By Brendan Bordelon
MSNBC host Krystal Ball suggested Tuesday that George Orwell’s famously anti-communist novel “Animal Farm” is an allegory for capitalism run amok — immediately setting the hair of literature professors across the country on fire.
Ball spoke on MSNBC’s “The Cycle” about the recent release of French economist Thomas Piketty’s “Capital in the Twenty-First Century,” which argues capitalism is intrinsically unfair and advocates a global wealth tax to level the playing field.
Ball noted that Piketty’s claims have been met with some criticism, which she felt was undeserved. “Piketty has predictably gotten the full Cold War treatment,” she claimed. “The National Review calls his book ‘soft Marxism,’ and Lord only knows what they’re saying at less responsible outlets or (ugh) the comments section.”
“Even the august and ostensibly economically literate Wall Street Journal tells him to read ‘Animal Farm,’” she noted. “Animal Farm? Hmm. Isn’t that Orwell’s political parable of farm animals where a bunch of pigs hog up all the economic resources, tell the other animals they need all the food because they’re the makers and then scare up the prospect of a phony bogeyman every time their greed is challenged? Sounds familiar.”
In the “Animal Farm” written by renowned British political writer George Orwell in 1945 — not the “Animal Farm” that exists in Krystal Ball’s head — a group of farm animals overthrow their human owner and declare “All animals are equal.” Food is evenly distributed and political decisions are made by the community.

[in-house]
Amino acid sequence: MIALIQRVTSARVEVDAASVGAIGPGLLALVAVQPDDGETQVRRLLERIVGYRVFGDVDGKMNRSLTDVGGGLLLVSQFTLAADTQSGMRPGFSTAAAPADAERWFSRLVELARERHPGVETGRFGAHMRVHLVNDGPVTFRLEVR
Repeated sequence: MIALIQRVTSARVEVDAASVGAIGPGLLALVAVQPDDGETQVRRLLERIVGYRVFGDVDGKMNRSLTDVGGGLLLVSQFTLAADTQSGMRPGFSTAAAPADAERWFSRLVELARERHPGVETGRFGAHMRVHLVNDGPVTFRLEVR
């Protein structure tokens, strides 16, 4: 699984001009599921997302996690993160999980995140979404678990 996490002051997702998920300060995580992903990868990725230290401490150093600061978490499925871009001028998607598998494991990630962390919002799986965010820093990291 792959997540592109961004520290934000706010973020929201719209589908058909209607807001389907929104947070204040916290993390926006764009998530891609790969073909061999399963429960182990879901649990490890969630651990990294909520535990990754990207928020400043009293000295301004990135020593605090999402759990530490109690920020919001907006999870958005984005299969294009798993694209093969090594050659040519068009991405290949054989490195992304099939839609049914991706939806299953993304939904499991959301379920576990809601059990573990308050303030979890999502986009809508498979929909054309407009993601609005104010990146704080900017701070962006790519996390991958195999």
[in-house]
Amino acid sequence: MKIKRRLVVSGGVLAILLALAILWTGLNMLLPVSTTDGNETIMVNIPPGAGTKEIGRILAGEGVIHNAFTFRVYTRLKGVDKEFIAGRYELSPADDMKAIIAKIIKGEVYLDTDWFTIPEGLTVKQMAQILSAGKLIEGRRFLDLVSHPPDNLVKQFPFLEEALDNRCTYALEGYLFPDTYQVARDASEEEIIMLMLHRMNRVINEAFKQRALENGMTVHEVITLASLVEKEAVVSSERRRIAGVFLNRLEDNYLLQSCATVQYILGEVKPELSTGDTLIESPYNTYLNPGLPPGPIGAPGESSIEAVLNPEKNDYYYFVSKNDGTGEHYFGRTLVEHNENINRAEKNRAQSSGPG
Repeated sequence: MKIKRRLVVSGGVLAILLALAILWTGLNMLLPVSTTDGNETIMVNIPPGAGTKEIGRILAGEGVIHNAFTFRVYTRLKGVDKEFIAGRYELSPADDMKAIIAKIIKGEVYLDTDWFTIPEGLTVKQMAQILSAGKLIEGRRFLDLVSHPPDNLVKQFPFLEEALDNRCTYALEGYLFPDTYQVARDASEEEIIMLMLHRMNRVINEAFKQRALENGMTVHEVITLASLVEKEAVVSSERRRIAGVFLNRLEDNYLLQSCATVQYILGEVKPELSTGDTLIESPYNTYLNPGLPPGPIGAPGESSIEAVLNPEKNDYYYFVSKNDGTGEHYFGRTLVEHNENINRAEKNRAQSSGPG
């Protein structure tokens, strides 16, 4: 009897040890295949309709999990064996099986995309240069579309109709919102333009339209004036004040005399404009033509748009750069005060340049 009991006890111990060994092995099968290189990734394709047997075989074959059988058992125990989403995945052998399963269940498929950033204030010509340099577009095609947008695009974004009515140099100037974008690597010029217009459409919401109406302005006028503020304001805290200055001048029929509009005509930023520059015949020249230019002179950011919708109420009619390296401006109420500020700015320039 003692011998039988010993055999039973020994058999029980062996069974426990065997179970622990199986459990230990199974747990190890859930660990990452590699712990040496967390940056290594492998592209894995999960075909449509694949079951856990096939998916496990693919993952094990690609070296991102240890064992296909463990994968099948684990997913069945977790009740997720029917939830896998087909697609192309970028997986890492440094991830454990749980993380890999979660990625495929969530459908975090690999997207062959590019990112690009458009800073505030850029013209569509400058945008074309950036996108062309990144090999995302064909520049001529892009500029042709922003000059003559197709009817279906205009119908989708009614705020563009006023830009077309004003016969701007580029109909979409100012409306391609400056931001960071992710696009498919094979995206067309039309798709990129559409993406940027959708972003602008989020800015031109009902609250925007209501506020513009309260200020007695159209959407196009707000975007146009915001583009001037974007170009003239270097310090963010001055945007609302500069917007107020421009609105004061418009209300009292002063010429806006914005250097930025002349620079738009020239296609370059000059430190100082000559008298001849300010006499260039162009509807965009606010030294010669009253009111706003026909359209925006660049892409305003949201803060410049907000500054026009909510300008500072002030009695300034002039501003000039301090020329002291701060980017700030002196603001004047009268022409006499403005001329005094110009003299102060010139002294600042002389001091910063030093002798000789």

But a group of pigs immediately sets about using the politics of equality to accumulate power, exhorting the most powerful and successful workers to toil for the common good while they bask in the fruits of that labor. At the end the pigs become indistinguishable from their former masters, and their farm’s charter is amended to “All animals are equal, but some are more equal than others.”
Leaving aside the obvious historical parallels between Animal Farm and the Soviet Union, the inescapable message is that government-enforced equality inevitably leads to oppression and further inequality, as fallible humans (or pigs) use powerful enforcement tools for their own personal gain.
But even if that isn’t obvious from the novel itself, Orwell makes it very clear who he’s targeting in the novel – telling a friend Animal Farm was his novel “against Stalin.”
That would be former Soviet dictator Joseph Stalin, the well-known proponent of ruthless free market capitalism who slashed taxes for the rich, allowing business owners to propel themselves to disgusting new heights of hedonism on the backs of their non-unionized workers.
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